El podcast del Microbio Nº218 is about the experiment to be don in the last flight of the space shuttle Endeavour. The squi... Read More
Hi Vince and the TWiV crew
I love the podcast. It keeps me in touch with lots of basic research in virology which I would otherwise miss.
I do pediatric infectious diseases and you can imagine how much time we spend dealin... Read More
Your discussion about technology and fixing things here before we go out into space made me wonder if space exploration might turn out to be like investigative science. In the process of exploring space we might run across the means of fixing our probl... Read More
Jeff Fox of Microbe magazine talks with Nancy Connell of the University of Medicine and Dentistry of New Jersey (UMDNJ) on the recent National Research Council report on the FBI’s scientific investigation of the 2001 anthrax attacks Read More
Merry Youle of Small Things Considered looks at several bacteria that have borrowed "tail-like particles" from phages and fashioned from it a targeted bacterial killer for their own use.
"These efficient killers are indeed related to phage. One gene cluster in the P. aeruginosa PA... Read More
This episode: Circadian rhythms in bacteria are amazingly simple, and now scientists have figured out how to modify their effects to help produce useful chemicals!
(11.2 MB, 12.25 minutes)
The Koala retrovirus (KoRV) continues to spread within Australia, according to results of a new analysis of a larger sample size from a wider geographical range than was previously studied. Read More
El podcast del Microbio Nº179 resumes the paper published in Water Research about the findings of Cryptosporidium and Giard... Read More
DNA synthesis technology, in combination with other rapidly-evolving capabilities in the life sciences, such as directed molecular evolution and viral reverse genetics, has galvanized segments of the scientific community.1 It also has captured the attention of the general public and policymaker... Read More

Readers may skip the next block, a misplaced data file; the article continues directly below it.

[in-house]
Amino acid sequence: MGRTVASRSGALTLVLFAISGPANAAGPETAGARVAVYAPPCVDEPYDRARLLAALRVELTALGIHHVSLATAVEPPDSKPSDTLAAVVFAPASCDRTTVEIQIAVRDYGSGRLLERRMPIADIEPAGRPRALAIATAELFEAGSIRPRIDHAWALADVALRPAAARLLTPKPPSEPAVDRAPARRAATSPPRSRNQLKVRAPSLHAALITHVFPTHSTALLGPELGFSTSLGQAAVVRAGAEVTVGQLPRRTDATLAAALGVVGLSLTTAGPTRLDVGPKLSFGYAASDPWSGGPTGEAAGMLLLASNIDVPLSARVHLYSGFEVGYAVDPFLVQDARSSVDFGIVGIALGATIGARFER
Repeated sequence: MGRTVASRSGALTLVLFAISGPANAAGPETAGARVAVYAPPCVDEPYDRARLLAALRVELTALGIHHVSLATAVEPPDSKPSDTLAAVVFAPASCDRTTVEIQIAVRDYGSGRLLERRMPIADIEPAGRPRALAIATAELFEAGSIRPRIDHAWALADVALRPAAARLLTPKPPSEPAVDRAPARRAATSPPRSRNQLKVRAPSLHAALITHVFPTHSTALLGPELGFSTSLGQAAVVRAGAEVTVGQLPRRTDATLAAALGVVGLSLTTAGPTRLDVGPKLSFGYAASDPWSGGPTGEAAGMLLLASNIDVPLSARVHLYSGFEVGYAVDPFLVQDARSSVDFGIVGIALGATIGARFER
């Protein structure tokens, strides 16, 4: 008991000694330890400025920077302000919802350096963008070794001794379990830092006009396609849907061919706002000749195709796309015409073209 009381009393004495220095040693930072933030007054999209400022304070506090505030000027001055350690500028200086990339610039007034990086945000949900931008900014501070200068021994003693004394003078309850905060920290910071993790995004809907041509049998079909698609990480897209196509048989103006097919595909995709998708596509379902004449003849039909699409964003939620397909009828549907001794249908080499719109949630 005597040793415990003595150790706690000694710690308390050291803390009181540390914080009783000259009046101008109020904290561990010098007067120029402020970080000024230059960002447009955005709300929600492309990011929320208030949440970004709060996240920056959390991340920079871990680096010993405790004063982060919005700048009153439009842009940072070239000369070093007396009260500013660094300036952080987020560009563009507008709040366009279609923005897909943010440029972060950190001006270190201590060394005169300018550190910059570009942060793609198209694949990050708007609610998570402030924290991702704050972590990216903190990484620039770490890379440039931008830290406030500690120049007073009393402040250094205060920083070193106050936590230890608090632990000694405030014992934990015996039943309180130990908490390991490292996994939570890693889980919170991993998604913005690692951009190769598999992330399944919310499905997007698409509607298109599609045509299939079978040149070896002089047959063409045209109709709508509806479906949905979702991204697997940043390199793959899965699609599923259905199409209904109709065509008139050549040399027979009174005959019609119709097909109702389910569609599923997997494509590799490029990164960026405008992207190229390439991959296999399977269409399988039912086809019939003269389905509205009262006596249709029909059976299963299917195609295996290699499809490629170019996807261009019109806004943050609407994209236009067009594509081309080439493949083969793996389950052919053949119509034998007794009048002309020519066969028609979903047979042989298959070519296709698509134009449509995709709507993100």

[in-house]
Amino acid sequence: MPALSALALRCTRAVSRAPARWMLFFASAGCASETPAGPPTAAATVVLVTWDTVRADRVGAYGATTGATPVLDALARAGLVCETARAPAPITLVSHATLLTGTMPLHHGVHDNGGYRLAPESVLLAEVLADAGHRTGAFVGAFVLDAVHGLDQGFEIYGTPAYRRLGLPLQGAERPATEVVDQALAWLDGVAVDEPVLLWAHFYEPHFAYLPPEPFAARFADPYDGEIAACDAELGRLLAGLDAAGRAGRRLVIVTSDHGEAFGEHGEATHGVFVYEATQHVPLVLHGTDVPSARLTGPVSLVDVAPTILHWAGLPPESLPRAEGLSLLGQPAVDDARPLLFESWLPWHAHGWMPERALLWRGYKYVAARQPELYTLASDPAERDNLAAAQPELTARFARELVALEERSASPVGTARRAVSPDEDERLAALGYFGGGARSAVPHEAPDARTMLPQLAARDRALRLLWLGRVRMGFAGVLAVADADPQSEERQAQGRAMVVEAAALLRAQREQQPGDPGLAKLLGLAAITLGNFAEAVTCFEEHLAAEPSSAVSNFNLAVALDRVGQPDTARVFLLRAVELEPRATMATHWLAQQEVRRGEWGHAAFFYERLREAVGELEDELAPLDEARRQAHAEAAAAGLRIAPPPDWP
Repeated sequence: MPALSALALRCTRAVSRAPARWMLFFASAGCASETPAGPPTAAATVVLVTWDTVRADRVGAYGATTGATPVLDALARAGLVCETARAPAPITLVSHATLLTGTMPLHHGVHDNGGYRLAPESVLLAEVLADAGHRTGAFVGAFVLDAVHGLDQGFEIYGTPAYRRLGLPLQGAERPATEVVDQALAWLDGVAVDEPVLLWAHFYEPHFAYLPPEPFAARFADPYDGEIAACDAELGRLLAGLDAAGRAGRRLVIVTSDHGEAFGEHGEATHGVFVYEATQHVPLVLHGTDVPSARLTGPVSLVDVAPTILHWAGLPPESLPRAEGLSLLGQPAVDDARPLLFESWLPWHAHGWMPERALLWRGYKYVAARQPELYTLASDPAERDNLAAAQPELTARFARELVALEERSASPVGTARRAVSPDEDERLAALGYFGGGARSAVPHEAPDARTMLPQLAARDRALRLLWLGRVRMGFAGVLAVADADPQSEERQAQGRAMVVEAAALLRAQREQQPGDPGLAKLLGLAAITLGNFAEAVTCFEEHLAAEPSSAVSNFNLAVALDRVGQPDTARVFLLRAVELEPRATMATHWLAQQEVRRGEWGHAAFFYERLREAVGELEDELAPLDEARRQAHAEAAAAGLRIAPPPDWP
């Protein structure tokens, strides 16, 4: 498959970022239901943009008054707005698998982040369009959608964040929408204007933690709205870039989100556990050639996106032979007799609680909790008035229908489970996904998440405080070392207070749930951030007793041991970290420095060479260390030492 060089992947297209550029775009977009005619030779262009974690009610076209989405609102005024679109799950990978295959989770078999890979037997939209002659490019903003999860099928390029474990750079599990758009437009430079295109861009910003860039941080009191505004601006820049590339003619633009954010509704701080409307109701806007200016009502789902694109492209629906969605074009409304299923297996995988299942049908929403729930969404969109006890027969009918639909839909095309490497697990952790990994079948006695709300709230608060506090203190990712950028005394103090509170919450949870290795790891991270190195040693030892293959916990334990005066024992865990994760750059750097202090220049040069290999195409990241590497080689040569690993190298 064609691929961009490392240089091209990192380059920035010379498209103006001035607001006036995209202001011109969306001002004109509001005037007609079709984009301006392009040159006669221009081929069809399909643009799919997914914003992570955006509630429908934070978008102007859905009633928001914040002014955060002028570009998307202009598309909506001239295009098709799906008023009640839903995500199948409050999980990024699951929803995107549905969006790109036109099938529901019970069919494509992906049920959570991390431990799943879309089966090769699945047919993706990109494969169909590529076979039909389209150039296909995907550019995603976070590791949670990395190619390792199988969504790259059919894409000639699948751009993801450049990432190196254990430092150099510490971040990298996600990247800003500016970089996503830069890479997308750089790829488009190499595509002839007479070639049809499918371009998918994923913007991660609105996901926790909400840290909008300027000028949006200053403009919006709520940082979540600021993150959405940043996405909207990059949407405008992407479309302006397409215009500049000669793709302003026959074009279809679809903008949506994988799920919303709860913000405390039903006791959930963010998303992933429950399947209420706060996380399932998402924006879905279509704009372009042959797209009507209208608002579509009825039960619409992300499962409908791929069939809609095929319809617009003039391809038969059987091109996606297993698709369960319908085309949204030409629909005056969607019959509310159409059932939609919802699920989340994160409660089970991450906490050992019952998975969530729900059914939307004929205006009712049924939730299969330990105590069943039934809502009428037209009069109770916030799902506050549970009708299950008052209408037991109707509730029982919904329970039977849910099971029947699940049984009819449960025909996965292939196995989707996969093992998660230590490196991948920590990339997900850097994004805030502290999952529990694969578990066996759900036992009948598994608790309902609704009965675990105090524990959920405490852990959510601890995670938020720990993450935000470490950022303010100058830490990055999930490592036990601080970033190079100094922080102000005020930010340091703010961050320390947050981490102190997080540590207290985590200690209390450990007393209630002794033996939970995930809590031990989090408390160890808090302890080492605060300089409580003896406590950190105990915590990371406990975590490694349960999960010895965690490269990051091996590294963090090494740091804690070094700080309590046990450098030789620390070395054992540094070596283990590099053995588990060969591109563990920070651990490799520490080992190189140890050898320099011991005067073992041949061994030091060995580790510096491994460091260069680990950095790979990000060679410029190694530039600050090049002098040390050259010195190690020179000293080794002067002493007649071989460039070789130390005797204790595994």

El podcast del Microbio Nº202 summarize the recent finding that Manuka honey could be use to clear chronically infected wou... Read More
We celebrated the 200th episode of TWiV by visiting the National Emerging Infectious Diseases Laboratories at Boston University Medical Center, where we met with Elke, Paul, and Ron to talk about building and working in a BSL4 facility. It was an amazing visit that will be fully documented in an... Read More
El podcast del Microbio Nº209 is about the mistakes done by Craig Venter in the quotes inserted in the artificial genome o... Read More
Efforts to expunge micro-organisms from spacecraft assembly cleanrooms, and the spacecraft themselves, inadvertently select for the organisms that are often the most fit to survive long journeys in space. This has the risk of thwarting the goal of avoiding contaminating other celestial bodies, a... Read More
Dr. Nina Salama, microbiologist at Fred Hutchinson Cancer Research Center and Affiliate Associate Professor of Microbiology at the University of Washington discusses Helicobacter pylori, a bacterira that lives in the human stomach and causes chronic disease (peptic ulcer and gastric cancer).
... Read More
This episode: Bacteria unlike any other known life form!
In a previous article, we discussed the basic characteristics of biofilm samples and factors that influence sample prep and handling. Today we want to share with you some very important tips for isolation of DNA or RNA from biofilm samples. After working with numerous different biofilms and bio... Read More
On episode #70 of the podcast This Week in Virology, Vincent, Dickson, and Alan consider a broad spectrum antiviral against enveloped viruses, how a plant virus induces chemical signals in the host to maximiz... Read More
Today, 24 October 2012, is World Polio Day:
World Polio Day (October 24) was established by Rotary International over a decade ago to commemorate the birth of Jonas Salk, who led the first team to develop a vaccine against poliomyelitis. Use of this inactivated poliovirus vaccine and subseque... Read More